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Liebermann 'not a hoax', founders insist

Controversial PC vendor posts rationale

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Colourful computer company Liebermann, which last October announced it was to close, has posted a 42-page letter (PDF) detailing its bizarre attempt to carve a niche in the high-end PC market.

Six months ago, Liebermann admitted it was "no longer in a position, from a financial standpoint, to continue doing business". The screed released today suggests it never was in such a position - it was, from the start, a "zero-budget business" unable to fulfil many of the orders it received, its founders admit.

Yet they also claim it had a "proven profitable business model". Go figure. Maybe they shouldn't have put all this profit back into "more development, better designs, better customer support and better products".

The hyperbole for which the company is justly infamous - it offered a "a completely overhauled version of Microsoft Windows XP Professional featuring groundbreaking performance", apparently - continues in today's open letter, which describes Liebermann as a "culture shock", a "revolution", "too dangerous" and the "most talked-about, loved and hated" PC company in the industry.

The company continues to deny that it was a hoax operation, but when you spend more time making fantastic claims for future products, getting unavailable-to-the-public kit onto TV shows and the "covers of leading magazines", and dealing with major IT companies beating a path to their door (allegedly) than shipping products to paying punters, it seems near enough a prank as makes no odds. The company's two founders - "a young Hollywood filmmaker" and "a young business college graduate and part-time horse trainer" - certainly appear to have been more focused on establishing a presence than actually running a business. How could they, with no other employees, as they claim?

Still, they say, these two - or is it just one; the document is ambiguous on this point - managed to put in place "multi-million dollar domestic and international distribution agreements for all its product line". Apparently.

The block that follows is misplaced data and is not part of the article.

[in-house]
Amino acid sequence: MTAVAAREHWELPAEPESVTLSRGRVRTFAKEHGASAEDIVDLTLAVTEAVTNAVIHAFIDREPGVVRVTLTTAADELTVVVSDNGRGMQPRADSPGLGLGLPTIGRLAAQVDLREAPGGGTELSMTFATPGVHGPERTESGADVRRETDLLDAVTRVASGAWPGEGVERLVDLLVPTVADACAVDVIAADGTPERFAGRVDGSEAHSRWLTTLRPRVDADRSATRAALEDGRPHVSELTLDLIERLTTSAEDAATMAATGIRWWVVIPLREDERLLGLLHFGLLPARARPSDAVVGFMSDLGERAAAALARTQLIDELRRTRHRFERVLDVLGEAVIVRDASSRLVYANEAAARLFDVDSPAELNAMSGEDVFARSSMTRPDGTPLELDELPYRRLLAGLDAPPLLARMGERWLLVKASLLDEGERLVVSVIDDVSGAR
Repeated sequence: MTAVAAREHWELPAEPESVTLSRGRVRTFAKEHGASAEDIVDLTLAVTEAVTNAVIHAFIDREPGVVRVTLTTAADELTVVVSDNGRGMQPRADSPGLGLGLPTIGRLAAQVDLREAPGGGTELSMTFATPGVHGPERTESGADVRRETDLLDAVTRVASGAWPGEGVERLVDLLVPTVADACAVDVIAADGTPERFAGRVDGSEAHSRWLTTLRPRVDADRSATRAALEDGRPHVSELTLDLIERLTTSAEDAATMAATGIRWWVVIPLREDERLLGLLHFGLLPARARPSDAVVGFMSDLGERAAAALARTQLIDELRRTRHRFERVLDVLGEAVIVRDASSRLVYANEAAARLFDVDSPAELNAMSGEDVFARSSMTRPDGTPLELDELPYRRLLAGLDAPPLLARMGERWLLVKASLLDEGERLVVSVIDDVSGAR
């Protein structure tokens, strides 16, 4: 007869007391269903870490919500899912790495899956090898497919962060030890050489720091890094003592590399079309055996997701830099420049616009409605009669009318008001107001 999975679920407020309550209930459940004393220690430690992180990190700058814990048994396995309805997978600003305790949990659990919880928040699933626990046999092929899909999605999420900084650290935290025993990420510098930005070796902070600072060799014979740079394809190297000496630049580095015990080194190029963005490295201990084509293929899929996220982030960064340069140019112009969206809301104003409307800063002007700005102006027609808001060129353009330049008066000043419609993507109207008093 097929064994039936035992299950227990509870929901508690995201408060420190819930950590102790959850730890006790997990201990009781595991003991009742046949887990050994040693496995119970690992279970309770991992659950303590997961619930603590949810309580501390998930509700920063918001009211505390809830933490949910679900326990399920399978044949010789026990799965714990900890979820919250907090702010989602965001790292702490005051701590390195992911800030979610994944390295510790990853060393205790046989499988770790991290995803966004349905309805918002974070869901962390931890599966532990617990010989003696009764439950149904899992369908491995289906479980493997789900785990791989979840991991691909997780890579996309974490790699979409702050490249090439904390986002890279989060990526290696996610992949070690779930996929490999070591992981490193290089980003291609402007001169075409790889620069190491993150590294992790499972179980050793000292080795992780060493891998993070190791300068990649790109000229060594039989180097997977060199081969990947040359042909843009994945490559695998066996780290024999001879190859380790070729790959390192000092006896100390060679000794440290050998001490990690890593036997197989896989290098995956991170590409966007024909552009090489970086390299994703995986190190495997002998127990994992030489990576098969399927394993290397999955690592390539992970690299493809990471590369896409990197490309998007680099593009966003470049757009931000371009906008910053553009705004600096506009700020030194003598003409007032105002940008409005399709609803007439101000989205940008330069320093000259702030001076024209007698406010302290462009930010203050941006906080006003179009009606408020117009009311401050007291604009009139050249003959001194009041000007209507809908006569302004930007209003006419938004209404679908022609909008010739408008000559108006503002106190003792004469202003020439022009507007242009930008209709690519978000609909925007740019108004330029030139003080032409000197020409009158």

But what about the products? Certainly there were plenty on the company's web site. But with just two - or one? - persons working, where did they find the time to come up, as they claim, with umpteen notebook models; desktops; workstations; servers; media centres; PDAs; three-, four- and five-panel monitor rigs; super computers and so on? No wonder they couldn't fulfil all the orders they received - they were too busy coming up with all this stuff...

No wonder they had, by their own admission, "yet to... manufacture and deliver the product sought after".

Liebermann rounds off the document with dozens of emails allegedly from computer users around the world. Curiously, rather a large number of them are not from customers but from folk keen to wish the company well. Not a few express their "shock" and "devastation" on hearing the news the Liebermann is going out of business.

From their tone, it's clear some of these folk are among those people who believed Liebermann was indeed a hoax. As we say, the gap between hoaxers and companies that tout fantastic products while admitting they may never be able to ship them is a narrow one. But then how many genuine IT firms can claim never to have done that themselves at some point? The IT industry's vapourware tally extends beyond the list of products that have actually shipped. And many items that did arrive did not offer all that they had promised.

If Liebermann was not a hoax, as its founder(s) maintain, it certainly is/was an exaggerated, highly-stylised image of the industry as a whole. And, defunct, it's still making headlines. ®

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